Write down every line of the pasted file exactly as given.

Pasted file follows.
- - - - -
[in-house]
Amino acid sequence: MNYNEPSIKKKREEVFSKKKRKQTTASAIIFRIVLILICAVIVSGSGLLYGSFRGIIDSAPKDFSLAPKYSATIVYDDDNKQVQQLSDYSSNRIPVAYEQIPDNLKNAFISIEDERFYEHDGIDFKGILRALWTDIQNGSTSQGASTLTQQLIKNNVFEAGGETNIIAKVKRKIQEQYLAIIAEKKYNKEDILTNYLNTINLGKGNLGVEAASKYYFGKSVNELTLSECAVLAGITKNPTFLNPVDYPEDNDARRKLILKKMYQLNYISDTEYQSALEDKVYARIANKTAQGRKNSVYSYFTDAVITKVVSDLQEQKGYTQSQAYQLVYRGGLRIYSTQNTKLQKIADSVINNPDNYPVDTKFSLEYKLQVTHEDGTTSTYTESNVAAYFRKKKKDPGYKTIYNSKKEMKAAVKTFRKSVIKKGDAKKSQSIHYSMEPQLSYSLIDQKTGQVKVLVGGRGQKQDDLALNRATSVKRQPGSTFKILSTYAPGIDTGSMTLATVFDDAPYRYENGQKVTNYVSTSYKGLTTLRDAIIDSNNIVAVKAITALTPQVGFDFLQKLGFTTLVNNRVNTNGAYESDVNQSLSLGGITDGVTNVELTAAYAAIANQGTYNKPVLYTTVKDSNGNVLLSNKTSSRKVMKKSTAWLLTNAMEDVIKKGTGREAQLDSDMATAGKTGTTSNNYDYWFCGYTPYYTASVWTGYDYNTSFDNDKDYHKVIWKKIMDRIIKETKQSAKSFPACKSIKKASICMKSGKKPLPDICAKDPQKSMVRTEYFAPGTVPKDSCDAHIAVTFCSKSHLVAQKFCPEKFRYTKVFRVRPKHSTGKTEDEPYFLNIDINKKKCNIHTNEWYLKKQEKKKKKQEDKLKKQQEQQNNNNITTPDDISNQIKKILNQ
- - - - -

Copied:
[in-house]
Amino acid sequence: MNYNEPSIKKKREEVFSKKKRKQTTASAIIFRIVLILICAVIVSGSGLLYGSFRGIIDSAPKDFSLAPKYSATIVYDDDNKQVQQLSDYSSNRIPVAYEQIPDNLKNAFISIEDERFYEHDGIDFKGILRALWTDIQNGSTSQGASTLTQQLIKNNVFEAGGETNIIAKVKRKIQEQYLAIIAEKKYNKEDILTNYLNTINLGKGNLGVEAASKYYFGKSVNELTLSECAVLAGITKNPTFLNPVDYPEDNDARRKLILKKMYQLNYISDTEYQSALEDKVYARIANKTAQGRKNSVYSYFTDAVITKVVSDLQEQKGYTQSQAYQLVYRGGLRIYSTQNTKLQKIADSVINNPDNYPVDTKFSLEYKLQVTHEDGTTSTYTESNVAAYFRKKKKDPGYKTIYNSKKEMKAAVKTFRKSVIKKGDAKKSQSIHYSMEPQLSYSLIDQKTGQVKVLVGGRGQKQDDLALNRATSVKRQPGSTFKILSTYAPGIDTGSMTLATVFDDAPYRYENGQKVTNYVSTSYKGLTTLRDAIIDSNNIVAVKAITALTPQVGFDFLQKLGFTTLVNNRVNTNGAYESDVNQSLSLGGITDGVTNVELTAAYAAIANQGTYNKPVLYTTVKDSNGNVLLSNKTSSRKVMKKSTAWLLTNAMEDVIKKGTGREAQLDSDMATAGKTGTTSNNYDYWFCGYTPYYTASVWTGYDYNTSFDNDKDYHKVIWKKIMDRIIKETKQSAKSFPACKSIKKASICMKSGKKPLPDICAKDPQKSMVRTEYFAPGTVPKDSCDAHIAVTFCSKSHLVAQKFCPEKFRYTKVFRVRPKHSTGKTEDEPYFLNIDINKKKCNIHTNEWYLKKQEKKKKKQEDKLKKQQEQQNNNNITTPDDISNQIKKILNQ